Bear in mind that these are only SOME of the players. There are likely many more species at play.... Asterias feed on mussels also. I don't know which food source the local populations prefer, but you can spend years working on the ecology of a region like this..

So, fishermen may visually SEE Asterias (or Crossaster) MOST frequently but probably not ALL of the influential animals that affect the oysters they prize so heavily..

Those little oyster drills probably do just as much (if not more?) to affect oyster crops as any starfish.

So, now you see more of the players...what about the game??

2. " and if that happens they will wipe out most of the oyster population here and ruin our tourist industry..." Do the starfish actually eat ALL of the OYSTERS like the fisherman guy was worried about??
So, let's maybe assume that somehow, all those other critters weren't POSSIBLY the cause of the oysters being eaten. Could Asterias by itself in a natural setting STILL be responsible?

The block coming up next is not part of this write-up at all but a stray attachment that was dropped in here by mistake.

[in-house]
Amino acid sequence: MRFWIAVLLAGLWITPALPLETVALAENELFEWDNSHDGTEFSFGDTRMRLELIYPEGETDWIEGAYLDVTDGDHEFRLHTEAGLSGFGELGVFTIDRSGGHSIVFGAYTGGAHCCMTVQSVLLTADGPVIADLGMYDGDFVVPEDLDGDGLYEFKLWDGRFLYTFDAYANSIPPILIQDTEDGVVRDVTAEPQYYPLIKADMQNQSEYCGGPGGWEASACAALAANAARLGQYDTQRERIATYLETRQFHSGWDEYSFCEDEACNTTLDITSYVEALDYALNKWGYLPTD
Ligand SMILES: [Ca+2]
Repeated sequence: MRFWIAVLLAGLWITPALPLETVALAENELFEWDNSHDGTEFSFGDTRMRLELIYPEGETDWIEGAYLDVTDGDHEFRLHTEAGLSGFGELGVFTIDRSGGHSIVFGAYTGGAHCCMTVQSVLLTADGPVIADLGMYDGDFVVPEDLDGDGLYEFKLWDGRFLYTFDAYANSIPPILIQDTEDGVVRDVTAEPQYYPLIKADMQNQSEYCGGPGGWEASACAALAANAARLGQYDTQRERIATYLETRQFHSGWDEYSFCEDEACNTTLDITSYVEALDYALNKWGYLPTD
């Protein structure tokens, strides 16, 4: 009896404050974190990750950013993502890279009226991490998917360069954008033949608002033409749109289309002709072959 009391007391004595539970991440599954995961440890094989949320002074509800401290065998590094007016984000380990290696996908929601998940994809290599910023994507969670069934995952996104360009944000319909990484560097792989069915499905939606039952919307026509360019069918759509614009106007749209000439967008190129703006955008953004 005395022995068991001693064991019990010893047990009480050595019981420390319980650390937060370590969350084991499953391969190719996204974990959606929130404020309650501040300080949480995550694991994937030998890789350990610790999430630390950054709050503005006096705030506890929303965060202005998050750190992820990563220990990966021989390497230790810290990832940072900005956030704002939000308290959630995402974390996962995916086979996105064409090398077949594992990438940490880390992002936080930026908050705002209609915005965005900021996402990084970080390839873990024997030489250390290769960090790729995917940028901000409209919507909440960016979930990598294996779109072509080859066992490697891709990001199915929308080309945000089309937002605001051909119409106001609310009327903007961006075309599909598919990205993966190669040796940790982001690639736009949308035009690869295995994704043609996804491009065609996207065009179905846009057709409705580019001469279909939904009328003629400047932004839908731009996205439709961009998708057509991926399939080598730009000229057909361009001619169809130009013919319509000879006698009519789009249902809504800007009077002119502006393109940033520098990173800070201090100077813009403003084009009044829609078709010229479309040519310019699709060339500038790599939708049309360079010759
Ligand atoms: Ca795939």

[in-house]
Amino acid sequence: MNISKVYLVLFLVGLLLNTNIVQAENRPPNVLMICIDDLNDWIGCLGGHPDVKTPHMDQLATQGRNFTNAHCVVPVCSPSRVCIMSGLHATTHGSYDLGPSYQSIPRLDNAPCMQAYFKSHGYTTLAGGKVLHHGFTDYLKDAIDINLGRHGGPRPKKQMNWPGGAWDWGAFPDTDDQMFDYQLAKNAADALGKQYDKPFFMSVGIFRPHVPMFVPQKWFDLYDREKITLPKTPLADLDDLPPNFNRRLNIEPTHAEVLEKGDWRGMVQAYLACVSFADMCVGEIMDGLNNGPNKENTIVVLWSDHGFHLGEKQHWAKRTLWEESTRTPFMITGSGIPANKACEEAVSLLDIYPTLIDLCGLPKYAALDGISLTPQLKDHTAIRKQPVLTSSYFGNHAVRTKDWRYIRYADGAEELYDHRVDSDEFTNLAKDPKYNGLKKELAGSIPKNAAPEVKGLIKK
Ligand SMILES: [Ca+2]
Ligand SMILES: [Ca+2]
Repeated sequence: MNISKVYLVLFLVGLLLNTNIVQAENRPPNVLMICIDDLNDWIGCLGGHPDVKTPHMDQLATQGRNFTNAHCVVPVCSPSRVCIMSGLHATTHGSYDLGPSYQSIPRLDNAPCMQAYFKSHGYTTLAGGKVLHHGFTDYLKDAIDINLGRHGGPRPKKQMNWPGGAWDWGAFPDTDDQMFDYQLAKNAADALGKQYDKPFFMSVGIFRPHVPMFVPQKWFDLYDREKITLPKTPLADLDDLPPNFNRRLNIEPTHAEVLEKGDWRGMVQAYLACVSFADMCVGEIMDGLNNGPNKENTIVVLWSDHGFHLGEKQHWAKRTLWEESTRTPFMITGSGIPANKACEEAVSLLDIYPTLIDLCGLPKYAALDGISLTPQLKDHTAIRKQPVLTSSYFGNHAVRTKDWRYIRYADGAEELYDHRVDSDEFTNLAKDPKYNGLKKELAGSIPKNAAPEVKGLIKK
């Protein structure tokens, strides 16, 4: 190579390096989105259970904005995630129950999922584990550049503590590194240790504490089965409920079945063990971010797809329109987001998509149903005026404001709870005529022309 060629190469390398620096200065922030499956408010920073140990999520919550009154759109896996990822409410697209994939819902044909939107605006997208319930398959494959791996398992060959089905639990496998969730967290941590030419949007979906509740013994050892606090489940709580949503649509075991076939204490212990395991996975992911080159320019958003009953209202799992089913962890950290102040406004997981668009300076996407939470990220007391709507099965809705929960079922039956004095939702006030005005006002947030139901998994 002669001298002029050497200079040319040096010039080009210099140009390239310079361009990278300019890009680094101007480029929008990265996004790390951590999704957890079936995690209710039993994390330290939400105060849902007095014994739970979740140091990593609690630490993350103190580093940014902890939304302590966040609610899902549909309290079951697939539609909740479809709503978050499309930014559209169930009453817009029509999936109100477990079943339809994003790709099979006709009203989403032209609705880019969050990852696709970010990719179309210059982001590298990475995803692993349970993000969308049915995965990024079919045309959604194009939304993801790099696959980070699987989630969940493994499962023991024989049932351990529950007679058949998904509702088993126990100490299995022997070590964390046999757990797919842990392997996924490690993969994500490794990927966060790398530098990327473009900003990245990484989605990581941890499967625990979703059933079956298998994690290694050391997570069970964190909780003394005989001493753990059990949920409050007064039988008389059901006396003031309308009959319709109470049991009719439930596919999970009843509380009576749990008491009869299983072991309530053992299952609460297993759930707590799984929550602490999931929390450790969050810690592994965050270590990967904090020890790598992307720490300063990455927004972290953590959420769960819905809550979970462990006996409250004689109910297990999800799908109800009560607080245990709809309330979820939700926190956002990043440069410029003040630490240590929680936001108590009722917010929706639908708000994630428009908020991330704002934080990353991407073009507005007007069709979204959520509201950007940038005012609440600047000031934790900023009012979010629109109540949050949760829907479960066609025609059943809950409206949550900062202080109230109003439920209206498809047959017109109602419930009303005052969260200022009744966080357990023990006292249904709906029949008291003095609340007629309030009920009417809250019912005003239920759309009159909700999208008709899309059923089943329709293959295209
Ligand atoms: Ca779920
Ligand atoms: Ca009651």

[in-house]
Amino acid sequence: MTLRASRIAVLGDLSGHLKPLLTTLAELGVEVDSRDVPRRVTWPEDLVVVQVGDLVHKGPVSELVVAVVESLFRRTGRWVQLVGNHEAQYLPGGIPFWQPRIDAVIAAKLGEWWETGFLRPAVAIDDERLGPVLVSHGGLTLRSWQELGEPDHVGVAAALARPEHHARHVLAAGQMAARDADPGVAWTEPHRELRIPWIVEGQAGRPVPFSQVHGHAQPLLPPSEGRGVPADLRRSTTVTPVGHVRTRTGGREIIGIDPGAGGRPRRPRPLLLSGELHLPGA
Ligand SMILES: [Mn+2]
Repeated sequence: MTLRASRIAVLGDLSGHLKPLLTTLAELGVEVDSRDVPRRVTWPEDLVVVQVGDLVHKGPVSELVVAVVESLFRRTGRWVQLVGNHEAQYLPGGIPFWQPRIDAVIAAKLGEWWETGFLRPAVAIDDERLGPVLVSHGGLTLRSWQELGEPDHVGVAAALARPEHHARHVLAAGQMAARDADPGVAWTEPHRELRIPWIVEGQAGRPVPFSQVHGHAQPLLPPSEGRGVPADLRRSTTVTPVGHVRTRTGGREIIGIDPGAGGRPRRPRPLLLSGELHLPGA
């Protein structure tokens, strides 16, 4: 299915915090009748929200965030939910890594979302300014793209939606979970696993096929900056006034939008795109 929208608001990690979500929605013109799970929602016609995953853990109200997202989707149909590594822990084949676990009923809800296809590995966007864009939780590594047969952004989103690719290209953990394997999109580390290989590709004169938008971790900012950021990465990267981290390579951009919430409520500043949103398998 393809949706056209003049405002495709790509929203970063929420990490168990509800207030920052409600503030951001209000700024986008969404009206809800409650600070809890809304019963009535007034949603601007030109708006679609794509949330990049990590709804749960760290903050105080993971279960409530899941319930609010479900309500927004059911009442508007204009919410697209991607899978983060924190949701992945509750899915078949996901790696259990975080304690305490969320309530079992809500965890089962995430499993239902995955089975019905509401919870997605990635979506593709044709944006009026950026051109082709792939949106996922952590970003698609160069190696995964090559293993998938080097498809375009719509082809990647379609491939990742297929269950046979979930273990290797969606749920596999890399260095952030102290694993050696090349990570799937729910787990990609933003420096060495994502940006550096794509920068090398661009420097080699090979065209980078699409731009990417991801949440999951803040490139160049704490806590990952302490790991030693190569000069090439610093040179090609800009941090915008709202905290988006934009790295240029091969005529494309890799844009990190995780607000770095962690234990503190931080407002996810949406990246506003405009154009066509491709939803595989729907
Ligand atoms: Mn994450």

This discussion assumes that Asterias rubens in its natural setting, where they interact with their native predators, competitors and environment.

If you introduce a predator like Asterias into an ecosystem, such as with Asterias amurensis in Australia where it has no natural predators or ecological relationships with prey (see this post and this one)-then uh..well, things can get out of hand..

But ecological theory has come quite a ways over the years and our understanding of how predators hunt (and how much energy is expended) leads to many considerations, such as....
  • Will predators always pursue the prey to the very end?
  • When do they "give up" before pursuing new prey?